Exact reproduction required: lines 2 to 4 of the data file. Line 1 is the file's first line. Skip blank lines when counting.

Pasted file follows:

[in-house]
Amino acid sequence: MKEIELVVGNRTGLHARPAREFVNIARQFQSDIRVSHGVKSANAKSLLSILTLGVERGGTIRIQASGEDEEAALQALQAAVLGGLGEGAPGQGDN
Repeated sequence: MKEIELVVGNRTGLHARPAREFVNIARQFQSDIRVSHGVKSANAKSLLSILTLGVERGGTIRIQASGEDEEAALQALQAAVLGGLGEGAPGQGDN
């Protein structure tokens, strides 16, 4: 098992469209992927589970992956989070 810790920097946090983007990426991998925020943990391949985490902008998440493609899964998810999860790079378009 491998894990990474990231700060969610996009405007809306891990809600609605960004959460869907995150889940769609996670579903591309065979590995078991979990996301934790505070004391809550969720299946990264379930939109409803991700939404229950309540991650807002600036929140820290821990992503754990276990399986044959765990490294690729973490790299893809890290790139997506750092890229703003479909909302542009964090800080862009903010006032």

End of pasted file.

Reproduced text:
Amino acid sequence: MKEIELVVGNRTGLHARPAREFVNIARQFQSDIRVSHGVKSANAKSLLSILTLGVERGGTIRIQASGEDEEAALQALQAAVLGGLGEGAPGQGDN
Repeated sequence: MKEIELVVGNRTGLHARPAREFVNIARQFQSDIRVSHGVKSANAKSLLSILTLGVERGGTIRIQASGEDEEAALQALQAAVLGGLGEGAPGQGDN
């Protein structure tokens, strides 16, 4: 098992469209992927589970992956989070 810790920097946090983007990426991998925020943990391949985490902008998440493609899964998810999860790079378009 491998894990990474990231700060969610996009405007809306891990809600609605960004959460869907995150889940769609996670579903591309065979590995078991979990996301934790505070004391809550969720299946990264379930939109409803991700939404229950309540991650807002600036929140820290821990992503754990276990399986044959765990490294690729973490790299893809890290790139997506750092890229703003479909909302542009964090800080862009903010006032």